Basic Summary (Courtesy of Goodreads):

When Tally’s cousin Bree spots her deadbeat ex-husband strolling the Lantana County Fair with a fat wallet and a vixen on his arm, she immediately files for back child support. But when his lawyer is found dead, things get a little sticky. Did Bree serve up a dish of cold, sweet revenge? Or is she another hapless victim of a parfait crime?

My thoughts:

It was predictable. I say that about a lot of books though, so maybe you should just start ignoring that part of my review. LOL.

The characters were fun. The Texan setting amusing. And really it kept me entertained for 6 hours of a pouring buckets drive across Idaho and Montana. I’d give it two thumbs up if I didn’t need to keep both hands on the wheel. LOL

 

I’ve been thinking Thursday: Pregnancy

Stop. I am NOT pregnant.

Moving on.

I belonged fully to the class of thinking that says I am pregnant not dying of a terrible disease. I am completely functional. In fact, I said that once to a professor who was overly solicitous of me while I was pregnant. “Dude, I’m pregnant, not dying.”

I think pregnant woman are fully capable of shopping for themselves, cleaning their own house, installing a drip system in their backyard (ok I took nesting to another level). They can ride a bike and eat good quality sushi while they’re at it.

Unless a doc tells them otherwise for good reason. But let’s not digress too far.

So believe me when I tell you how horrified I was, this is not coming from a belief that pregnant women are delicate flowers.

I was in target, shopping sans kiddo, but in a bit of a hurry as I had to get back to collect him from the tutor.

When I saw this woman, clearly full term, clearly baby was playing how low can you go, and…..

she was waddling with her legs at least 3 feet apart.

Lady, you should not be shopping at Target, I do not have time to deliver your baby when you go into labor today and get back to pick up my kiddo from the tutor. LOL.

 

Book Review: Timekeepers

I think I have mentioned before, my favorite branch of the KCLS has a new non fiction table. So dangerous for me. I can’t help but fall madly in love with half the contents and take them all home despite not being able to read that many books in a week (nonfiction takes time to savor and make notes from.) Timekeepers: How the World Became Obsessed With Time by Simon Garfield was one such read.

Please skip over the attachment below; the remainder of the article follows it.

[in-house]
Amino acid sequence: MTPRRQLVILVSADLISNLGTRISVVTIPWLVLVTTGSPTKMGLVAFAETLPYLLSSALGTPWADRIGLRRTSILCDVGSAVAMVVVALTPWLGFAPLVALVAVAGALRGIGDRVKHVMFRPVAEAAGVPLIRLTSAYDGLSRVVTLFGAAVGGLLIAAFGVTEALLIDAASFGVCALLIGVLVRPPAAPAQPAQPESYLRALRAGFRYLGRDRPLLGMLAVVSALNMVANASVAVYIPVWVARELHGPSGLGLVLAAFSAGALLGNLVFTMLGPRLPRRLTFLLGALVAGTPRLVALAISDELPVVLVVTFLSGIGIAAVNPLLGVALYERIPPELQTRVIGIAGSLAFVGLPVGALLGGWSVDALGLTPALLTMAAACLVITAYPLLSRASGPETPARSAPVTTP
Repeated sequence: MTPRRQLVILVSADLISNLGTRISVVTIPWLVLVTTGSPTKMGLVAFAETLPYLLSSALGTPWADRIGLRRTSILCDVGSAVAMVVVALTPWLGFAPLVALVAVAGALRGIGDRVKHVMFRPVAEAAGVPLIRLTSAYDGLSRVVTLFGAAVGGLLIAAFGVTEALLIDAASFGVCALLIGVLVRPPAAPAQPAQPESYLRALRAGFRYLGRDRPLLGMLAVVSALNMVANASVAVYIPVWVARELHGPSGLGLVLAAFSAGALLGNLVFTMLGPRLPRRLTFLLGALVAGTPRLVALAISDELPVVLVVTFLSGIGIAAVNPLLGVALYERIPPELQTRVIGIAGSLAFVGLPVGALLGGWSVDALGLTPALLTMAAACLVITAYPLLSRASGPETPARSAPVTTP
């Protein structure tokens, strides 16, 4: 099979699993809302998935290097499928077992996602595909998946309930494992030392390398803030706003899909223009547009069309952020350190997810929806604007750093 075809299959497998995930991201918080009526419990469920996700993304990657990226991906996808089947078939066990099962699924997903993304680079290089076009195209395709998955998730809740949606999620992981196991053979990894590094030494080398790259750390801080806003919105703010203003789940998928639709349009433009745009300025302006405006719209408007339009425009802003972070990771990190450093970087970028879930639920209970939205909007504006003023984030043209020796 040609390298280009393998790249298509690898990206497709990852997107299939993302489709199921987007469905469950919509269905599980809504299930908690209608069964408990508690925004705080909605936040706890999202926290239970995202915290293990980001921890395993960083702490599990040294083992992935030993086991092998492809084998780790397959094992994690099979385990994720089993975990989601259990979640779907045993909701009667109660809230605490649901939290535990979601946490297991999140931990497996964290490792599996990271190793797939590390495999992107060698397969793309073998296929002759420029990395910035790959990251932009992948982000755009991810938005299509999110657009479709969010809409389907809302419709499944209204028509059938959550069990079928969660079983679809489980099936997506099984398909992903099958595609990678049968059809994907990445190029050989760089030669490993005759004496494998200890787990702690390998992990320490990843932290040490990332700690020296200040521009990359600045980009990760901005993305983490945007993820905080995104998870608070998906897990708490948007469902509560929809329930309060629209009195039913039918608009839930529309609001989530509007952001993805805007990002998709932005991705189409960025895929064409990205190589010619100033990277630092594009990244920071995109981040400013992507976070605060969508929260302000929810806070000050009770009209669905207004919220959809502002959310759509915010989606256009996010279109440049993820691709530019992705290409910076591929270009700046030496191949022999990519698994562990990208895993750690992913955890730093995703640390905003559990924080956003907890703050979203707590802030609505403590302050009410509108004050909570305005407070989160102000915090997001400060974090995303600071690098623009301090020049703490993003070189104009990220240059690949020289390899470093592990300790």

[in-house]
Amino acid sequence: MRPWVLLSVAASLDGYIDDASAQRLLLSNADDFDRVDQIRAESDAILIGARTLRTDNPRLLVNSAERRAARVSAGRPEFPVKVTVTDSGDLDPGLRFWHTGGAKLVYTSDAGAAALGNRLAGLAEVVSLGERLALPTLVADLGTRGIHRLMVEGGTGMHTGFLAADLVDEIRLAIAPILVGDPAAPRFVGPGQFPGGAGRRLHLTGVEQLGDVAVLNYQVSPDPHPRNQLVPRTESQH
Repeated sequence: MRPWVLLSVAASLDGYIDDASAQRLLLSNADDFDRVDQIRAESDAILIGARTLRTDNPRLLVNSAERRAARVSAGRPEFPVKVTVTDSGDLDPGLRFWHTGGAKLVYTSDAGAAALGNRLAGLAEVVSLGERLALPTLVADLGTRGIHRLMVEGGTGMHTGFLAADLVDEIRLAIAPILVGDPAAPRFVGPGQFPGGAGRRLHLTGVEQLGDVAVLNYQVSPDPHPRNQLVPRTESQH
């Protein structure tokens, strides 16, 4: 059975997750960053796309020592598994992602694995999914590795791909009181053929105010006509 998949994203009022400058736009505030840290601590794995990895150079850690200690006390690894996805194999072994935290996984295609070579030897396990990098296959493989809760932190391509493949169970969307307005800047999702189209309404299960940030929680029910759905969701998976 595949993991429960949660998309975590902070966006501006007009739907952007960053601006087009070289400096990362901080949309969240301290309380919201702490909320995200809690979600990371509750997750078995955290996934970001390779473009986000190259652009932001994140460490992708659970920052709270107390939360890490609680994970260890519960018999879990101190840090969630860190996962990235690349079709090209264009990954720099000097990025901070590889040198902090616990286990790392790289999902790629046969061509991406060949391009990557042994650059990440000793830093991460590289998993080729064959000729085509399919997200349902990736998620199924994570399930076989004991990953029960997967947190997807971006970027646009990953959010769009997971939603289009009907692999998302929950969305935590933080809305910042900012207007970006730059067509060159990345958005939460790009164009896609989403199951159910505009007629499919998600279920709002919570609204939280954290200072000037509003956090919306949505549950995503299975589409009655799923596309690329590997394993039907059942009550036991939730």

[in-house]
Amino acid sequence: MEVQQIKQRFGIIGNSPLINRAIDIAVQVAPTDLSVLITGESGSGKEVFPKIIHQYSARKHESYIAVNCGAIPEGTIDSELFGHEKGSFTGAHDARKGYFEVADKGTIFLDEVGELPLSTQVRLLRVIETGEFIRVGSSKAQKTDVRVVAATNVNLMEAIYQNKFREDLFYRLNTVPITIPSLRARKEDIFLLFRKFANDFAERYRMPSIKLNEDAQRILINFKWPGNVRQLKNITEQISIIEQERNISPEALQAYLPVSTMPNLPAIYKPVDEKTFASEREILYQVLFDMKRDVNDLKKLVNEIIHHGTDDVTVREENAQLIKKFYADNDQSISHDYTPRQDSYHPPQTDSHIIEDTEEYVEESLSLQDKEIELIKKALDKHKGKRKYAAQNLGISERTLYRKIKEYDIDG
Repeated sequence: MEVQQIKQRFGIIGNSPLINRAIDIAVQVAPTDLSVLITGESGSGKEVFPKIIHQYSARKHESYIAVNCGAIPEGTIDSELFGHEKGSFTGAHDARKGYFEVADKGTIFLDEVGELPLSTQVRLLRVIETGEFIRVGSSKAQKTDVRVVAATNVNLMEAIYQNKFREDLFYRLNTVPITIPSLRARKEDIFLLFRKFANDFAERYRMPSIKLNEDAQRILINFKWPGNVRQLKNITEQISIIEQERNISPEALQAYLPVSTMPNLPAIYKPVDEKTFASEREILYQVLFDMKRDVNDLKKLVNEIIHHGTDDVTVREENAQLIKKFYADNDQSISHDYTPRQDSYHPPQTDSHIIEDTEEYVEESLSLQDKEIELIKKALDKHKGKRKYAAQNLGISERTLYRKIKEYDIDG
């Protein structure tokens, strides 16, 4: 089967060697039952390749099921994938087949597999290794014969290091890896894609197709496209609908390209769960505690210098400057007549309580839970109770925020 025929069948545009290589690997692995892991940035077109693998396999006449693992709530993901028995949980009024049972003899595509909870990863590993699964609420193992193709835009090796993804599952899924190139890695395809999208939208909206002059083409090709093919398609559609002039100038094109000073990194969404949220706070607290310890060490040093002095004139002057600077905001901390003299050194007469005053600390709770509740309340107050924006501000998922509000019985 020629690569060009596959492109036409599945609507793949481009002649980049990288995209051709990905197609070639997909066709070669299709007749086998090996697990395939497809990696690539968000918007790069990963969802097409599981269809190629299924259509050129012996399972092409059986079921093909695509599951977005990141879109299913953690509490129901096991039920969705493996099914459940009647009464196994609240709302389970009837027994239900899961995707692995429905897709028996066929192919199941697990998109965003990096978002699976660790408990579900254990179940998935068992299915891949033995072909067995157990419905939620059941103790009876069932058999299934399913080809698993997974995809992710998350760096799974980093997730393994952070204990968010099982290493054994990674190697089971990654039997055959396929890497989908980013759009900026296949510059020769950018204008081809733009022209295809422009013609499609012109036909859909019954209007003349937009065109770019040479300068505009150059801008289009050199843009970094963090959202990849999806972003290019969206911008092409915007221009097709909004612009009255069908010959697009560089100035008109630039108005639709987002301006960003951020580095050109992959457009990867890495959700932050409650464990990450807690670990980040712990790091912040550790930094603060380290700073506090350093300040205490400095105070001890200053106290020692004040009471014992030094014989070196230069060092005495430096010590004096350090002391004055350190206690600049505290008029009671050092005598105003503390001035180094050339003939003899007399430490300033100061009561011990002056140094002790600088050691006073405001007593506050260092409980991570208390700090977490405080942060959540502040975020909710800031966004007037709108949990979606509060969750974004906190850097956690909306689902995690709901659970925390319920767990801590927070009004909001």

Basic Summary (Courtesy of Amazon):

Time flies like an arrow, but fruit flies like a banana. The Beatles learn to be brilliant in an hour and a half. An Englishman arrives back from Calcutta but refuses to adjust his watch. Beethoven has his symphonic wishes ignored. A US Senator begins a speech that will last for 25 hours. The horrors of war are frozen at the click of a camera. A woman designs a ten-hour clock and reinvents the calendar. Roger Bannister lives out the same four minutes over a lifetime. And a prince attempts to stop time in its tracks.

Timekeepers is a book about our obsession with time and our desire to measure it, control it, sell it, film it, perform it, immortalize it and make it meaningful. It has two simple intentions: to tell some illuminating stories, and to ask whether we have all gone completely nuts.

My thoughts:

This book is essentially many small essays on the nature of time. Some articles were fascinating and I couldn’t hear people calling for my attention. Invention of the Timetable, Vietnam Napalm Girl, Time Tactics that Work!, and Life is Short, Art is Long were fascinating to me. New bits of information I didn’t know, notes on books to read after I finish the stack falling over on my desk.

But those are my interests. Many other articles I skimmed, hit or miss. I’m not a Beatles fan. LOL. Yes, I said it out loud. But for someone who is I am sure that article would top their list. There really is something for everyone in this book, assuming you like things that can be related to time. LOL.

I’ve been thinking Thursday: Pied Piper

Someone referred to me as the “Pied Piper” of coop recently. And I really didn’t know what to say to that. I mean, didn’t he steal everyone’s children?

This required some googling.

“For those unfamiliar with the tale, it is set in 1284 in the town of Hamelin, Lower Saxony, Germany. This town was facing a rat infestation, and a piper, dressed in a coat of many coloured, bright cloth, appeared. This piper promised to get rid of the rats in return for a payment, to which the townspeople agreed too. Although the piper got rid of the rats by leading them away with his music, the people of Hamelin reneged on their promise. The furious piper left, vowing revenge. On the 26 th of July of that same year, the piper returned and led the children away, never to be seen again, just as he did the rats. Nevertheless, one or three children were left behind, depending on which version is being told. One of these children was lame, and could not keep up, another was deaf and could not hear the music, while the third one was blind and could not see where he was going.” (Thanks ancient-origins.net)

That is not flattering. I am mildly offended or would be if I had the energy to care…

This is part is better: “There are many contradictory theories about the Pied Piper. Some suggest he was a symbol of hope to the people of Hamelin, which had been attacked by plague; he drove the rats from Hamelin, saving the people from the epidemic.”

Ok, I can save coop from a plague. That sounds nice.

But what plague is that exactly?

The plague of rambunctious teenagers who disturb lunch? LOL

I will slay them with my decks of Zombie Fluxx.